This was to be a year of major expansion for the Church of Scientology in Tampa Bay and elsewhere in Florida.
It bought visible downtown properties in Plant City and in St. Petersburg in 2006. With each purchase, church officials talked excitedly of having outreach centers up and running by summer’s end.
Similar centers were to open in six other Florida cities by year’s end, church officials announced, saying interest in Scientology was burgeoning.
But the Plant City and St. Petersburg buildings sit empty. No other expansion occurred elsewhere.
And in Clearwater, Scientology’s international spiritual headquarters, the church’s massive Super Power building sat unfinished on the inside for the fourth straight year, which could cost the church tens of thousands in fines if it fails to stick to revised completion deadlines.
Pat Harney, a Clearwater-based church spokeswoman, said the openings of the Plant City and St. Petersburg centers were delayed to allow further study of community needs, and then to tailor the interior designs to meet those needs.
Church leaders are not fazed, Harney said, by the apparent pattern of overpromising because they see the big picture. And she dismissed speculation that lack of money had slowed the projects.
“It is never a financial issue with us,” Harney said.
Millions are being spent on significant Scientology construction and remodeling projects in Clearwater, other than the lifeless Super Power building.
A $3.5-million, 725-space parking garage is nearing completion just east of the church’s landmark Fort Harrison Hotel.
West of the hotel, renovations have started on the 13-story Oak Cove building, formerly an assisted living facility.
The church bought the property overlooking Clearwater Harbor for $5-million and is spending $1.5-million converting it into a hotel for visiting Scientologists.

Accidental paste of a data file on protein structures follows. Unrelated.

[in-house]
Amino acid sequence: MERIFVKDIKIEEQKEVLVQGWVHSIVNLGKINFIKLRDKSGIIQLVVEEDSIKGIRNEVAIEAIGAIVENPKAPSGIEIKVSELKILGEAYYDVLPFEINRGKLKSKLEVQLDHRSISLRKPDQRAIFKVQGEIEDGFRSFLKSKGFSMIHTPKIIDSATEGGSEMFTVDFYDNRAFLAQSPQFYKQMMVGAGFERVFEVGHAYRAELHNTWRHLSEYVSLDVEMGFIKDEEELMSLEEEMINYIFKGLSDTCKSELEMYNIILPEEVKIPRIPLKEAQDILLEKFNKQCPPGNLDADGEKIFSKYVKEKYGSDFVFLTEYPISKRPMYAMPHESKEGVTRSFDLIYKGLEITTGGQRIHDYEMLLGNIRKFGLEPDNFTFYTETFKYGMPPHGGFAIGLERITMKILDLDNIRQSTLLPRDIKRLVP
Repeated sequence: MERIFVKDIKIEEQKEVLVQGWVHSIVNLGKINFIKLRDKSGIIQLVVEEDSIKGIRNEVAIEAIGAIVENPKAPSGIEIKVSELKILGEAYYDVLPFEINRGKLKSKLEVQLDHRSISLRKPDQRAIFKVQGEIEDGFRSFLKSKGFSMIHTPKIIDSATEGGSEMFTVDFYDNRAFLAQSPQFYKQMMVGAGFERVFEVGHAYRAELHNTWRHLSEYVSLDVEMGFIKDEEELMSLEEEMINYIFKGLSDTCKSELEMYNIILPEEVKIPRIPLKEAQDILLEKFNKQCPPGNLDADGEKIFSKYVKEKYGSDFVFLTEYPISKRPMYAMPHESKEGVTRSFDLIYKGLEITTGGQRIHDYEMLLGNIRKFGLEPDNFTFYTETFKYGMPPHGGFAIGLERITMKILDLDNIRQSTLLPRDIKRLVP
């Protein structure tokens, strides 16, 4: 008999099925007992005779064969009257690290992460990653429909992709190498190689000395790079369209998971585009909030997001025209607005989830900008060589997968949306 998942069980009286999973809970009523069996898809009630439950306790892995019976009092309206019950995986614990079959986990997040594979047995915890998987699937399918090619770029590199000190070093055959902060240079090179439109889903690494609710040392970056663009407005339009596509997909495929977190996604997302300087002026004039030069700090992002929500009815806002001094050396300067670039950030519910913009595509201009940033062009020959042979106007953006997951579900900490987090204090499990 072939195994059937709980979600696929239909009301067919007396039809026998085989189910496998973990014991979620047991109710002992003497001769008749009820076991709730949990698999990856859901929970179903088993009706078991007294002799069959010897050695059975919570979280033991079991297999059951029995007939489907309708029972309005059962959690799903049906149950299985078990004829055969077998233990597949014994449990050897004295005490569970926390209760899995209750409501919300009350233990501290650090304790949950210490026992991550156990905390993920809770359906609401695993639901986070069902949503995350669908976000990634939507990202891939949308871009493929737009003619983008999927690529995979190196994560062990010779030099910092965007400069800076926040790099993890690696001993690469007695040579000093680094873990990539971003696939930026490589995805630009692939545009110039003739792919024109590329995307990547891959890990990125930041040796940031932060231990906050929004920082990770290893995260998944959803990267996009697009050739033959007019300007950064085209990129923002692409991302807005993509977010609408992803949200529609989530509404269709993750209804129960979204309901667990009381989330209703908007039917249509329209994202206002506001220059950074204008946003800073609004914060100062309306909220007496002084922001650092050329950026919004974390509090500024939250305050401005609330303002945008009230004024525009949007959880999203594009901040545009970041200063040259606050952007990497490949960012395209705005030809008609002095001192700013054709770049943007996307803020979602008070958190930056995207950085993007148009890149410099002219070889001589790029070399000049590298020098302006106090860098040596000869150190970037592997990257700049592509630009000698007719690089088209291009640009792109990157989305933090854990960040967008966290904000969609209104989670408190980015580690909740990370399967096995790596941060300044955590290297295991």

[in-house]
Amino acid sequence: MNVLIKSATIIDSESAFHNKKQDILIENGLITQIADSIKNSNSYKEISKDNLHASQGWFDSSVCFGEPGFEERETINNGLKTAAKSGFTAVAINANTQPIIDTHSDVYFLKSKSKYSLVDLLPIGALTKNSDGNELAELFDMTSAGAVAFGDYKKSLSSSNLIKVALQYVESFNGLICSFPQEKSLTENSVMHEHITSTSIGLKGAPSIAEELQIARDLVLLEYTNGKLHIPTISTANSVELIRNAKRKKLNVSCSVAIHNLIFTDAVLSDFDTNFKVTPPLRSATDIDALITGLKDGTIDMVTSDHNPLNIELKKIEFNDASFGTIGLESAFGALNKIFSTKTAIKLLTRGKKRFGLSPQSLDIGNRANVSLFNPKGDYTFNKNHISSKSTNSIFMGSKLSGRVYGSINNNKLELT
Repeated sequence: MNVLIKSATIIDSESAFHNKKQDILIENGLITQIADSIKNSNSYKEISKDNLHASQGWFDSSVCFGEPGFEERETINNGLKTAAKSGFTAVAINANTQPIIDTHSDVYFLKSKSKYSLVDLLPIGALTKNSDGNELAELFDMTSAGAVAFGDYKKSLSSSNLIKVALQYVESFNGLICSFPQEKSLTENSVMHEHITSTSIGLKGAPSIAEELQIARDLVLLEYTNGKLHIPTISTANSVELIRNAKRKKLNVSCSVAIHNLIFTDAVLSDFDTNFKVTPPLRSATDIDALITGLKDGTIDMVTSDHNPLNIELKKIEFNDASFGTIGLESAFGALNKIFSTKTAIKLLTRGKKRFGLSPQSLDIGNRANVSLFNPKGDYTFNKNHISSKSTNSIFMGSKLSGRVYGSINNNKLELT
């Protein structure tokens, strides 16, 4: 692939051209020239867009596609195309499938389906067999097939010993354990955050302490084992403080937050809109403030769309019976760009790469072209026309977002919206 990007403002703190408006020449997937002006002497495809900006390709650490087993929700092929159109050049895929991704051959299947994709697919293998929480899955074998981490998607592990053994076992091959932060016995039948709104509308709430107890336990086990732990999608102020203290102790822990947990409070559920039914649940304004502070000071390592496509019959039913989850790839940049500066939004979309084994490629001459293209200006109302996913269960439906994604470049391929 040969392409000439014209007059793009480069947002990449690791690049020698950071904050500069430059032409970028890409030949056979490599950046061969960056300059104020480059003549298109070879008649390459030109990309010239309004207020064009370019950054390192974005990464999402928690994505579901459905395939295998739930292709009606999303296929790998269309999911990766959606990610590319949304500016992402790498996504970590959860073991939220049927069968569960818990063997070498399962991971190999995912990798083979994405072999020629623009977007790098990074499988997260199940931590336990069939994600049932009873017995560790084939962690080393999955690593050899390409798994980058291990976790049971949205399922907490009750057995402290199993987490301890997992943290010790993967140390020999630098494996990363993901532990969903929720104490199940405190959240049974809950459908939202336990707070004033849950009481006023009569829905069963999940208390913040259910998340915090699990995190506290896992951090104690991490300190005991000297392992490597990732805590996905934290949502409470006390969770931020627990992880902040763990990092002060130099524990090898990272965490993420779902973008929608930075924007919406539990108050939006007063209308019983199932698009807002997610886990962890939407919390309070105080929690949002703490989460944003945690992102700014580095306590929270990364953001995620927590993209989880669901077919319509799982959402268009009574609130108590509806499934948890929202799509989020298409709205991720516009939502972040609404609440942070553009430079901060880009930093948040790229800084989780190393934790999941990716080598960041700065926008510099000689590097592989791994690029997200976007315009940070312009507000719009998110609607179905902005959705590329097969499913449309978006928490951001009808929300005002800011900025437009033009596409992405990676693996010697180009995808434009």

And in north Clearwater, the church is remodeling the 107-unit Sherwood Gardens apartments. It will become staff housing.
The new completion date for the Super Power building, which sits on a full city block downtown, now is mid 2008.
The facilities in Plant City and St. Petersburg were purchased by the Church of Scientology of Tampa, which will open the centers.
The Tampa church’s mission is different from the Clearwater church, where Scientologists from all over the world come for the highest levels of Scientology training. The Tampa church provides lower levels of Scientology training and actively seeks to recruit new members to Scientology.
The Tampa church made a splash in April when it purchased a building in quaint and quiet downtown Plant City and announced intentions to open a recruitment facility there by the summer. The interiors have been cleaned out, but much renovation work remains. It’s still not open.
More headlines came in June when the church announced its first push into St. Petersburg. It paid $1.6-million for a building across from Williams Park, and officials promised it would be renovated and also open by the end of summer. But no work has been done and the only signs of the church’s presence are a series of posters on the front windows, a stack of Dianetics books and a television with an introductory video on Scientology running on a constant loop.